Photo via Pixabay
Photo via Pixabay

Prosecutors have charged two executives of a Los Angeles County group home for youth in the juvenile delinquency system and foster care with misuse of public funds, embezzlement and filing false tax returns.

The charges against Gary O’Neil Batchelor and Steven Bryan Smith, the financial officer and executive director, respectively, of Moore’s Cottage, mark the second time in a year that the district attorney’s office has alleged criminal wrongdoing within the multimillion dollar industry that looks after Southern California’s most vulnerable youth, the Los Angeles Times reported Monday.

As in the district attorney’s recent case against leaders of the Little People’s World group home, the alleged wrongdoing at Moore’s Cottage may have festered for years as county officials ignored signs of financial mismanagement, records show, according to The Times.

“It’s my fault that we didn’t know more about it,” Philip Browning, director of the Department of Children and Family Services, said in remarks reported by The Times.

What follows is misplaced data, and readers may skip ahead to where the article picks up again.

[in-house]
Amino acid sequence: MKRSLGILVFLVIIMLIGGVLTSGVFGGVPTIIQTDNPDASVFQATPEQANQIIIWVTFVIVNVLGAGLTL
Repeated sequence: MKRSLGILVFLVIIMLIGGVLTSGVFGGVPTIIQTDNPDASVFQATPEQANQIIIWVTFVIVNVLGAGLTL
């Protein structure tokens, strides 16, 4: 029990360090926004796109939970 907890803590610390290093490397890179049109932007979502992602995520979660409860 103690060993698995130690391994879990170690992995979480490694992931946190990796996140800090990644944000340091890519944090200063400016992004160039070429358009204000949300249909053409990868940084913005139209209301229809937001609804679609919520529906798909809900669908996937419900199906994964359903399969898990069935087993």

The alleged activities occurred before 2013, and Browning said they might have been prevented by an improved monitoring system the department put in place about a year ago, according to the newspaper.

Prosecutors filed the criminal charges against Batchelor and Smith in April with no public announcement, The Times reported. The district attorney’s office declined to comment. The two men, who pleaded not guilty and are free on bail, declined to respond to requests for comment.

They are accused of embezzling more than $100,000 from the charity and damaging or destroying property in excess of $65,000, The Times reported. The lawsuit also accuses them of filing false personal tax returns in 2011, 2012 and 2013 — the same period in which they failed to file tax forms for Moore’s Cottage, according to the newspaper.

In total, Moore’s Cottage owed $460,000 in delinquent federal payroll taxes as of September 2013, The Times reported.

A court petition for a search warrant filed this year by the district attorney’s office says that “Batchelor had no intention of paying payroll taxes with the money he withdrew. His sole purpose was to split the withdrawn money with Smith for personal gain.”

—City News Service

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